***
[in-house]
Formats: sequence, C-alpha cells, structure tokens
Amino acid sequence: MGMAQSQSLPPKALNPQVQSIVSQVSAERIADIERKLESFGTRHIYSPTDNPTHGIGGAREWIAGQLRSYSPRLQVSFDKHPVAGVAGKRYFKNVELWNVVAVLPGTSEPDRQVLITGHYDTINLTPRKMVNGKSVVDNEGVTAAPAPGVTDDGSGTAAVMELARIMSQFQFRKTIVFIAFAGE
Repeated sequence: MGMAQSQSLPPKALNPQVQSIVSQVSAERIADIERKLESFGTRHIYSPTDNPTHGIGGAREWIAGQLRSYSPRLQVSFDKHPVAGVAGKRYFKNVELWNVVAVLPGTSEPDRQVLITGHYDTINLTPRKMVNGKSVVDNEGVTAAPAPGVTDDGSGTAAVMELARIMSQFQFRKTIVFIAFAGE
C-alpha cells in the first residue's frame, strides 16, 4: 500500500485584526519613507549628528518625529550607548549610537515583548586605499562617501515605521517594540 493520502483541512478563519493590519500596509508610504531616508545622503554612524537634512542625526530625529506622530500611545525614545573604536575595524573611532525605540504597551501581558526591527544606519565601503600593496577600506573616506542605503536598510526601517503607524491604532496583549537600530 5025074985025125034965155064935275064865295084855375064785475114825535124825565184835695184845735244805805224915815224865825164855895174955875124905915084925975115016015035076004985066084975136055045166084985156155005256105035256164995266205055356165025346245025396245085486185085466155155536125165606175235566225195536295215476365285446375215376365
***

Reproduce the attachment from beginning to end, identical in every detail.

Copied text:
[in-house]
Formats: sequence, C-alpha cells, structure tokens
Amino acid sequence: MGMAQSQSLPPKALNPQVQSIVSQVSAERIADIERKLESFGTRHIYSPTDNPTHGIGGAREWIAGQLRSYSPRLQVSFDKHPVAGVAGKRYFKNVELWNVVAVLPGTSEPDRQVLITGHYDTINLTPRKMVNGKSVVDNEGVTAAPAPGVTDDGSGTAAVMELARIMSQFQFRKTIVFIAFAGE
Repeated sequence: MGMAQSQSLPPKALNPQVQSIVSQVSAERIADIERKLESFGTRHIYSPTDNPTHGIGGAREWIAGQLRSYSPRLQVSFDKHPVAGVAGKRYFKNVELWNVVAVLPGTSEPDRQVLITGHYDTINLTPRKMVNGKSVVDNEGVTAAPAPGVTDDGSGTAAVMELARIMSQFQFRKTIVFIAFAGE
C-alpha cells in the first residue's frame, strides 16, 4: 500500500485584526519613507549628528518625529550607548549610537515583548586605499562617501515605521517594540 493520502483541512478563519493590519500596509508610504531616508545622503554612524537634512542625526530625529506622530500611545525614545573604536575595524573611532525605540504597551501581558526591527544606519565601503600593496577600506573616506542605503536598510526601517503607524491604532496583549537600530 5025074985025125034965155064935275064865295084855375064785475114825535124825565184835695184845735244805805224915815224865825164855895174955875124905915084925975115016015035076004985066084975136055045166084985156155005256105035256164995266205055356165025346245025396245085486185085466155155536125165606175235566225195536295215476365285446375215376365